And this is even if the amount we paid PhilHealth was the same as everybody else; and the services we were supposed to be getting (based in the OHAT package) was supposed to include this.
I am not sure if there is reconsideration of DOH accreditation being done… but non-offering of paid-for services is, for many of us, an “accepted norm.” We actually pay for services that we don’t use.
Last July, 30 people died from AIDS-related complications in the country. And since January 1984 (when the first case was documented in the Philippines) to July 2018, a total of 2,735 deaths were already reported in the country. Ninety percent (2,462) were male.
Since we already have 57,134 reported cases (as of July 2018), the number of deaths seem… small. But – of course – this is ONLY those that were reported; I am certain that many more were unreported.
But note that even now, approximately only half of the number of Filipinos with HIV have access to life-saving meds. And – as repeatedly stressed – access isn’t even regular because of problems with the supply.
There comes a point when we have to say enough’s enough.
I write this piece not because I want to, but because I need to.
Because people continue to suffer and even die, and your efforts continue to be wanting.
Part of Kramer’s closure for his lament reads:
“Allowing people to die is evil and genocidal. Yes, I believe in evil. 78 million people have become infected, 39 million have died…”
I may sound melodramatic, so call me “drama queen” if you want.
But if the people supposed to serve us are failing to do so, even if they know they can do something if they really, really want to, then I can’t help but be sad… and angry… and speak out.
Because at this point, I see where Kramer is coming from.
And to his point, let me add: I know what he’s talking about.
How to organize a ‘community dialogue’ when you don’t want the community to go…
After the Department of Health (DOH) was criticized for holding a beauty pageant even though it supposedly has limited budget, a rushed “community dialogue” is scheduled, which won’t be surprising if the target community does not participate.
Yesterday, I was speaking to a close HIV-positive friend whose Nevirapene supply is already running out. “Giatay (I’ll be damned),” he said, adding that he was told that like a friend of his who is taking the same meds as him, he may have to be shifted to LTE already because THERE IS NO SUPPLY OF NEVIRAPENE.
This is yet another issue that the Department of Health (DOH) should be focusing on, instead of its recently-concluded beauty pageant.
So it should have come as a “pleasant” development that a “community dialogue” is being held with the DOH.
To be honest, I almost feel sad for the Department of Health (DOH). ALMOST.
First, it was criticized for holding that beauty pageant even as it laments that its budget is getting cut. Walang pera, supposedly; but may pang-pageant (There isn’t any money, supposedly; but there’s funding for a beauty pageant)…
And then now, to respond to the criticisms hurled its way, this “open dialogue” is supposed to happen so that “PLHIVs and other advocates (can) gain better understanding of the plans and programs of the government relating to the HIV situation in the country”.
If you are interested – or, perhaps even more importantly, if you are in the area – this “dialogue” is happening at the 3rd floor of DOH Bldg. 14 in Tayuman in the City of Manila on October 3 (Wednesday) from 3.ooPM to 4.ooPM.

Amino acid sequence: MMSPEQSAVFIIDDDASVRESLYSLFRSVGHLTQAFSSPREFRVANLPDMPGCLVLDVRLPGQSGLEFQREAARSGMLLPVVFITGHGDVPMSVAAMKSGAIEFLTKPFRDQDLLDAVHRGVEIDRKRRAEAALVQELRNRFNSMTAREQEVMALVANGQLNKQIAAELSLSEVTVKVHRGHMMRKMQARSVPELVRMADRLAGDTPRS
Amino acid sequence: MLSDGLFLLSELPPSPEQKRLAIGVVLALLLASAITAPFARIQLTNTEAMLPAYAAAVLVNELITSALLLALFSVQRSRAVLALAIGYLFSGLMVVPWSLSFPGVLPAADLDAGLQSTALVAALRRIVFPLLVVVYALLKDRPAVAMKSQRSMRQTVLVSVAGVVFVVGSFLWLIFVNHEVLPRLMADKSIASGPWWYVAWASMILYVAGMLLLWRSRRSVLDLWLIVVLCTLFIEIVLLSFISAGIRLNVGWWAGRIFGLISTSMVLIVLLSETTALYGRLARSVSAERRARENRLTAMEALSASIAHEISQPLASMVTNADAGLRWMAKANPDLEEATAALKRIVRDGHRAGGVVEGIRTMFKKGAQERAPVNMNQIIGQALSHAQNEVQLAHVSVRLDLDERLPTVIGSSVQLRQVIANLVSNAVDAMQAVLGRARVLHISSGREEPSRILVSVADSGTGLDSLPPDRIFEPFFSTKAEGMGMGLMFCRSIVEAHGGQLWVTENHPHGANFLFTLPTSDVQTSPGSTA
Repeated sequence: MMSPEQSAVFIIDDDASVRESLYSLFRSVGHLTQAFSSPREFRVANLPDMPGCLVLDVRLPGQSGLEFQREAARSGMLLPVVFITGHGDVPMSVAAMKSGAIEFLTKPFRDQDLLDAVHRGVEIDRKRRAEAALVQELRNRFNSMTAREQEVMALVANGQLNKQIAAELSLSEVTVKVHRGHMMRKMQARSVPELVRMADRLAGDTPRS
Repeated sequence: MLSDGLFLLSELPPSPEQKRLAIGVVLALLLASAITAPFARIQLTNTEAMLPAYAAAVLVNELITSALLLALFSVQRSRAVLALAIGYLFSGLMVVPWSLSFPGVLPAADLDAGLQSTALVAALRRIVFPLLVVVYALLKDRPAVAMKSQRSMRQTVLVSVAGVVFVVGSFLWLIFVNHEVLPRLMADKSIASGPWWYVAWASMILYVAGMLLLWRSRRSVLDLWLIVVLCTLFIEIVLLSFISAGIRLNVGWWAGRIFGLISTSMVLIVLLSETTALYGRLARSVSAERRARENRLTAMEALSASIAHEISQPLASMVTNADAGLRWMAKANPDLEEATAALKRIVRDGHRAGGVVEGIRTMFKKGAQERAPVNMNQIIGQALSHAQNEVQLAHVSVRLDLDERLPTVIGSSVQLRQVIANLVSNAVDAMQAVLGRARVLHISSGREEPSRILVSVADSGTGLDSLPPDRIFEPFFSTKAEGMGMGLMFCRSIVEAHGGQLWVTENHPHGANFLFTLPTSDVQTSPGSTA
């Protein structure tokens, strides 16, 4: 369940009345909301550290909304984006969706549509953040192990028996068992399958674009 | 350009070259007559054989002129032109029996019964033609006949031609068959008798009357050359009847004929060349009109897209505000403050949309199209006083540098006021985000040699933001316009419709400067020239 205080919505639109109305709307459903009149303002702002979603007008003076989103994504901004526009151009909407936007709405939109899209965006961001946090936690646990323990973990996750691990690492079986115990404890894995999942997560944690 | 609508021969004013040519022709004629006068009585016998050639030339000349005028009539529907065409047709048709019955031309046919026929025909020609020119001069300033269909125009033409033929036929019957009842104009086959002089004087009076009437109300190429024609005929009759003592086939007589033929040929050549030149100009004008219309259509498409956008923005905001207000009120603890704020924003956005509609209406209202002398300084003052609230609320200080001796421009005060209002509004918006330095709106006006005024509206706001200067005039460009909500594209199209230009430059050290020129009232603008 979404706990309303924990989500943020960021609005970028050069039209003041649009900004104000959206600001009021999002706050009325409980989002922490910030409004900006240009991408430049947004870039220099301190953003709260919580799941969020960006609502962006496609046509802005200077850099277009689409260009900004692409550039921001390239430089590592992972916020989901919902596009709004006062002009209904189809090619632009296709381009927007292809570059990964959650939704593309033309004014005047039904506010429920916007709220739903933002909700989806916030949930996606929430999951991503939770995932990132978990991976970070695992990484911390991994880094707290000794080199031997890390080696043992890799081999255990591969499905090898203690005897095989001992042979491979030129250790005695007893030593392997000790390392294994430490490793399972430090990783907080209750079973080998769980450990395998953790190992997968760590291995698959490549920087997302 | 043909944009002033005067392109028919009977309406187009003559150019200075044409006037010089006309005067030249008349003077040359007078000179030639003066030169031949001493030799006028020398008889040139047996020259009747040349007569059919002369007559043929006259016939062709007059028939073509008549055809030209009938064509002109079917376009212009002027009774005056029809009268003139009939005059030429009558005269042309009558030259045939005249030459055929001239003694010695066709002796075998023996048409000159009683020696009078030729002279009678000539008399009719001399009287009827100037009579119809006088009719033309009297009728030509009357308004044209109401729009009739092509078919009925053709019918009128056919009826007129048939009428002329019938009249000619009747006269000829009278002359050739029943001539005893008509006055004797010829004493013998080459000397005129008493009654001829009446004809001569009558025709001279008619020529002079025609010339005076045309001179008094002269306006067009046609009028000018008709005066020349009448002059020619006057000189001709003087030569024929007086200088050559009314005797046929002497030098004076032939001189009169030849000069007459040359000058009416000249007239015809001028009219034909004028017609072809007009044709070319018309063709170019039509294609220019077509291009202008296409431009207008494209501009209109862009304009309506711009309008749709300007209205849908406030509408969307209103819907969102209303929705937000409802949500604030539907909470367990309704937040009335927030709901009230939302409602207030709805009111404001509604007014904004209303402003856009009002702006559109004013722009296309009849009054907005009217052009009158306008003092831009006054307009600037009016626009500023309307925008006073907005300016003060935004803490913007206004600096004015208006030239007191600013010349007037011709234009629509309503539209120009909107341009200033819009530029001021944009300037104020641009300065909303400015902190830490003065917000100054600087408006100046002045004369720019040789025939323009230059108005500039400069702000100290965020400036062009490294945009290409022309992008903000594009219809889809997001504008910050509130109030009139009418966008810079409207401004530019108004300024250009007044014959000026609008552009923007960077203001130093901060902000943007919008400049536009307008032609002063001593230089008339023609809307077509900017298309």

But while this seems like a “good” effort to appease the critics, let’s be extremely blunt here: This seems like a thanks-but-no-thanks “effort”.
Info about this “dialogue” was only posted online 15 hours ago (by 10.10AM of the very day of the gathering).
The info was (solely) shared on Facebook; and so – if you don’t know anyone who saw this post – you won’t even become aware of this gathering.
Even if you forget the rushed organization of this “dialogue”, the people behind this are forgetting that:
- Not all PLHIVs or HIV advocates who may want to attend are near the area – e.g. there are those in the Visayas and Mindanao;
- Many of those who are adversely affected by existing policies/practices re HIV are NOT even from Metro Manila – e.g. no CD4 count and VL machines in many DOH-accredited hubs in Visayas and Mindanao; and
- Even Metro Manila-based PLHIVs have work (or other things to do), and they can’t just drop everything in such short notice.
This really is a no-win situation for the DOH for now. And by extension, a no-win situation for the HIV community in the Philippines.
If the intent is true, it may be best to (among others):
- Release a financial statement on the pageant that just happened;
- Release DOH’s plan/s re HIV in the Philippines, particularly concerning numerous issues I am sure they already know/repeatedly hear about;
- and THEN call for a REAL (and non-rushed) dialogue.
The life-or-death issues – as already repeatedly stated – are numerous.
DOH-accredited hubs that collect the PhilHealth money even if they do not render the services required of them anyway.
Access to pre-exposure prophylaxis (PrEP) and post-exposure prophylaxis (PEP).
Absence of Filipino Sign Language interpreters who can assist Deaf Filipinos to get tested for HIV; and – if they test HIV-positive – access treatment, care and support.
Exclusion of life-saving meds in the OHAT package (e.g. Cytomegalovirus retinitis/CMV retinitis).
And – as already stated over and over and over again – I can go on and on and on…
That close friend who is, himself, experiencing the running out of ARV is NOT in Metro Manila right now, and he laments this fact. And for him, “kneejerk reactions are fucking up HIV-related responses.”
Earl Monroe once said: “Don’t rush. Be quick, but don’t hurry.”
Now this sure isn’t that…